My Festival: Katherina Radeva

The performance artist and dancer on the glory of dogs, swimming in the North Sea and her supportive peers.

What are you doing at this year’s festival?

I’m performing my new solo dance theatre piece 40/40. It focuses on female joy, migrancy, hard work and permission. It has super tunes in it and I bust some cute moves too. It’s at Zoo Southside on the main stage. A rare treat to be performing on a stage which can actually accommodate what the show needs - what magic!

What do you most want to see this year and why?

Katherina Radeva: 40/40.Katherina Radeva: 40/40.
Katherina Radeva: 40/40.

I’m mainly watching lots of dance and physical theatre at Zoo Southside and Dance Base, and I’m also going to some great gigs that EIF have put on. And I’m trying to focus on seeing shows from international companies because it’s so exciting to see what makers across the world are up to. So much of our own work focuses on internationalism and what it means to break boundaries — social, economic, cultural etc. The Fringe is a super melting pot to engage with work from other cultures, which are unlike my own.

What’s your favourite place in the city and why?

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Mother India is a total fave — although I keep that as a treat. I love hanging out in the Fruitmarket Gallery and Dovecot Gallery - they always have great artists on show and their cafes are little oasis in the madness. I love the little independent shops and cafes in Leith and getting a sense of a city on the water. I swim in the North Sea so a trip to Portobello and a dip is always a great thing! So is a tour of Thai massage places to relieve the stress on the shoulders - my current favourite is Signature of Thai, they are so painfully good. But to be honest, you will most often find me in Press Cafe having scrambled eggs and coffee, or Lovecrumbs who do super vegan cakes - whoop!

Who do you most like spending time with at the festival?

Dogs! They are super calming and glorious things to have about - everything is fine in their world if they are fed and watered, and it’s a good reminder that the simple things in life are often more enriching and fulfilling. Other than dogs, of course it’s brilliant meeting audiences to hear what they’ve loved. And last but not least: peers! There is so much courage and support amongst peers — we have to care for each other. I often say cooperation not competition and I really stand by that.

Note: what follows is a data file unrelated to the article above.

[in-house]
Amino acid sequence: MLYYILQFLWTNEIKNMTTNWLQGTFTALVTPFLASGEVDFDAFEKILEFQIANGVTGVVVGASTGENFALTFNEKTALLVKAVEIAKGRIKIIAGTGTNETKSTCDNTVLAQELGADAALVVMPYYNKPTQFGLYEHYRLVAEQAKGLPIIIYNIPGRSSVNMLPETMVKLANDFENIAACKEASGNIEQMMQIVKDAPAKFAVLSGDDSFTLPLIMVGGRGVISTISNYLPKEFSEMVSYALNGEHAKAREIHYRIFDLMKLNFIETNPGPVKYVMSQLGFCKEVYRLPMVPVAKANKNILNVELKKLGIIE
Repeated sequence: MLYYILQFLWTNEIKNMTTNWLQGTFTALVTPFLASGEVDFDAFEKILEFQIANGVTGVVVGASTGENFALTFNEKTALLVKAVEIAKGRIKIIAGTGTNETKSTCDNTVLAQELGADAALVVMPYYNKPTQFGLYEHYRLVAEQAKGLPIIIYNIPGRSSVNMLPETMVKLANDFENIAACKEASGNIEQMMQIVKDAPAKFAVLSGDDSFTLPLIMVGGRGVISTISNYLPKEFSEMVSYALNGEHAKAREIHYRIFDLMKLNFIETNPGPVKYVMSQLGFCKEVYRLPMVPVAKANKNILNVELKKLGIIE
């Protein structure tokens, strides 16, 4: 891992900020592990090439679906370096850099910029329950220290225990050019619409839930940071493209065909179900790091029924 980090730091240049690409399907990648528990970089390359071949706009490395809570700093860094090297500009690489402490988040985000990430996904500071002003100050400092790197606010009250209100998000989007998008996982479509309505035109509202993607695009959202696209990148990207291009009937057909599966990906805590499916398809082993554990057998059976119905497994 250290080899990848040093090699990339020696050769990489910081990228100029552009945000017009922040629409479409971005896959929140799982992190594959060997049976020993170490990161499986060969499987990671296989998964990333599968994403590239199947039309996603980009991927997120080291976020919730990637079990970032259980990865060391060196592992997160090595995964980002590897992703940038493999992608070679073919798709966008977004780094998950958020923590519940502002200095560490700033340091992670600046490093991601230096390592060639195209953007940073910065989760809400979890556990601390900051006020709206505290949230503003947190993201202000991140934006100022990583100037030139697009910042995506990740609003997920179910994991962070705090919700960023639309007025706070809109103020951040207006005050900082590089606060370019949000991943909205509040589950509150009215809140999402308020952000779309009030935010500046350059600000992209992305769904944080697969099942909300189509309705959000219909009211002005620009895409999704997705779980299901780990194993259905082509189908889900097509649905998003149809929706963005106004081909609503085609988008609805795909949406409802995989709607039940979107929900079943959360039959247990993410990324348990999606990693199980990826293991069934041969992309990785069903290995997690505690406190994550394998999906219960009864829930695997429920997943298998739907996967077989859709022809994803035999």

What do you remember about your first ever Edinburgh festival appearance?

It was 2014 and we were doing Near Gone, a show that won the Total Theatre Award, and on receiving the award I did a proper Gwyneth Paltrow and basically couldn’t speak because I was in tears, thanking my entire family back in Bulgaria. It’s hard to follow that Fringe! But here we are again…

What are the best and worst things that have happened to you in Edinburgh?

The best thing is the moment when the work meets an audience. It’s why we do what we do. If the work gets a little recognition, and in the Fringe context that can be a friendly tweet or a nice comment in the bar, it feels really good too. Worst thing: the swinging emotions – one moment you are in the clouds and the next you might feel like you are at the bottom of the Earth in a very deep hole. To limit the swinging I try to focus on my wellbeing and care plan which offers me many strategies for dealing with hard stuff. The strategies don’t always work but knowing that they’re there is half the work.

How was lockdown for you? Did it change you, and if so how?

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My goodness, how long have you got? At first, it was absolutely terrifying, and that was so stressful and tiring. But we soon changed focus and that was okay. Having dogs to walk and stroke and talk to made a big difference. I live in a rural place, and there was something about enjoying space and quiet which, once I learned to give myself permission not to chase work, was a real delight. I think the pandemic – which is still going on by the way - has changed many of us in many different ways and the big learning for me is to really try not make any assumptions about where people are at.

Tell us something about you that would surprise people.

I make really good rhubarb and ginger jam!

What’s the first thing you do when you wake up in the morning?

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Look at my partner and my dog! Then I have coffee! And then a couple of soft boiled eggs - yum!

And what’s the last thing you do before you go to bed at night?

Watch nature documentaries: they send me to sleep within seconds so while I have seen many, it often feels like I haven’t actually watched any. And the other pre-sleep addiction is the news: I like to know what’s going on around the world!

Thanks for the interview! We’d like to buy you a drink. Where are we going and what are we drinking?

I’m strictly non-alcohol during my run, but I’ll be drinking non-alcoholic cocktails at Paradise Palms! And you never know - at the end of the run - I might let rip and have a good and large G&T. Maybe we can take it as a picnic up the top of Calton Hill, and enjoy it with some cakes and a lovely view across the city.

40/40, Zoo Southside, 10.10am, until 20 August.

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